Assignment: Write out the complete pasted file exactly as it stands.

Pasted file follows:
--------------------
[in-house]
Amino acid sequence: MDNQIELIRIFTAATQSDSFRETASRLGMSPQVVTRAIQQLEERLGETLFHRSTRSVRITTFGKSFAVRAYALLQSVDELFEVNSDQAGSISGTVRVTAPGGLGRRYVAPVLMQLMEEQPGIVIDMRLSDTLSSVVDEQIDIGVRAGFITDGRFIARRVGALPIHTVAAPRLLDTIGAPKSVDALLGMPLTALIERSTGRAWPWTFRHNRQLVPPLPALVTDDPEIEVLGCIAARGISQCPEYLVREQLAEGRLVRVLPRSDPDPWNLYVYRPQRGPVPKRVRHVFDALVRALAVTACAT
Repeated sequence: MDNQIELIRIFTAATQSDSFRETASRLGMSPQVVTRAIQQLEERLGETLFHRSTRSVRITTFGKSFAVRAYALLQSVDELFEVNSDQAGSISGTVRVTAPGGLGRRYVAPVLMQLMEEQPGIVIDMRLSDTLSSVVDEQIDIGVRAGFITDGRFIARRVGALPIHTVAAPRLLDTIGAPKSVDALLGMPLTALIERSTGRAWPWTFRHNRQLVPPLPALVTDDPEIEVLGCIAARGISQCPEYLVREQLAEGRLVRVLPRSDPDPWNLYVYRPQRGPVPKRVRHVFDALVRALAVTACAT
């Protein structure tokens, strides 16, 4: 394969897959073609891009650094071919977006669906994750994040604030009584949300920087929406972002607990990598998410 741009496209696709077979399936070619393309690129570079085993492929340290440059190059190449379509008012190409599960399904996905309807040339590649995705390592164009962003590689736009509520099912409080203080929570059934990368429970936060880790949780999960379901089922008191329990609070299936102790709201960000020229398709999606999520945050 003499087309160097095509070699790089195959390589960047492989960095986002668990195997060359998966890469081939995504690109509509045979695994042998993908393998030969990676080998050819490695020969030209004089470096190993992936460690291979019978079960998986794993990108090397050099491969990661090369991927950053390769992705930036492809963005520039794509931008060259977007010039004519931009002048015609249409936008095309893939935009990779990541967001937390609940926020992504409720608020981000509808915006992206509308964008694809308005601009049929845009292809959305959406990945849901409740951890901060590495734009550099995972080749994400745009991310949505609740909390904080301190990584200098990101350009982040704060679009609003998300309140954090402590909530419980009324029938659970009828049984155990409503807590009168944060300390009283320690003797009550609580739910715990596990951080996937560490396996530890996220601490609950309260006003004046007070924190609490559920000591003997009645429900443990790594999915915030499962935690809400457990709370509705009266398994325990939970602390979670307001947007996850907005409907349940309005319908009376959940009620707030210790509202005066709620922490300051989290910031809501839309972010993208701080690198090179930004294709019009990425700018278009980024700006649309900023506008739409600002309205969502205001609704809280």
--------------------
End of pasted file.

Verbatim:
[in-house]
Amino acid sequence: MDNQIELIRIFTAATQSDSFRETASRLGMSPQVVTRAIQQLEERLGETLFHRSTRSVRITTFGKSFAVRAYALLQSVDELFEVNSDQAGSISGTVRVTAPGGLGRRYVAPVLMQLMEEQPGIVIDMRLSDTLSSVVDEQIDIGVRAGFITDGRFIARRVGALPIHTVAAPRLLDTIGAPKSVDALLGMPLTALIERSTGRAWPWTFRHNRQLVPPLPALVTDDPEIEVLGCIAARGISQCPEYLVREQLAEGRLVRVLPRSDPDPWNLYVYRPQRGPVPKRVRHVFDALVRALAVTACAT
Repeated sequence: MDNQIELIRIFTAATQSDSFRETASRLGMSPQVVTRAIQQLEERLGETLFHRSTRSVRITTFGKSFAVRAYALLQSVDELFEVNSDQAGSISGTVRVTAPGGLGRRYVAPVLMQLMEEQPGIVIDMRLSDTLSSVVDEQIDIGVRAGFITDGRFIARRVGALPIHTVAAPRLLDTIGAPKSVDALLGMPLTALIERSTGRAWPWTFRHNRQLVPPLPALVTDDPEIEVLGCIAARGISQCPEYLVREQLAEGRLVRVLPRSDPDPWNLYVYRPQRGPVPKRVRHVFDALVRALAVTACAT
């Protein structure tokens, strides 16, 4: 394969897959073609891009650094071919977006669906994750994040604030009584949300920087929406972002607990990598998410 741009496209696709077979399936070619393309690129570079085993492929340290440059190059190449379509008012190409599960399904996905309807040339590649995705390592164009962003590689736009509520099912409080203080929570059934990368429970936060880790949780999960379901089922008191329990609070299936102790709201960000020229398709999606999520945050 003499087309160097095509070699790089195959390589960047492989960095986002668990195997060359998966890469081939995504690109509509045979695994042998993908393998030969990676080998050819490695020969030209004089470096190993992936460690291979019978079960998986794993990108090397050099491969990661090369991927950053390769992705930036492809963005520039794509931008060259977007010039004519931009002048015609249409936008095309893939935009990779990541967001937390609940926020992504409720608020981000509808915006992206509308964008694809308005601009049929845009292809959305959406990945849901409740951890901060590495734009550099995972080749994400745009991310949505609740909390904080301190990584200098990101350009982040704060679009609003998300309140954090402590909530419980009324029938659970009828049984155990409503807590009168944060300390009283320690003797009550609580739910715990596990951080996937560490396996530890996220601490609950309260006003004046007070924190609490559920000591003997009645429900443990790594999915915030499962935690809400457990709370509705009266398994325990939970602390979670307001947007996850907005409907349940309005319908009376959940009620707030210790509202005066709620922490300051989290910031809501839309972010993208701080690198090179930004294709019009990425700018278009980024700006649309900023506008739409600002309205969502205001609704809280």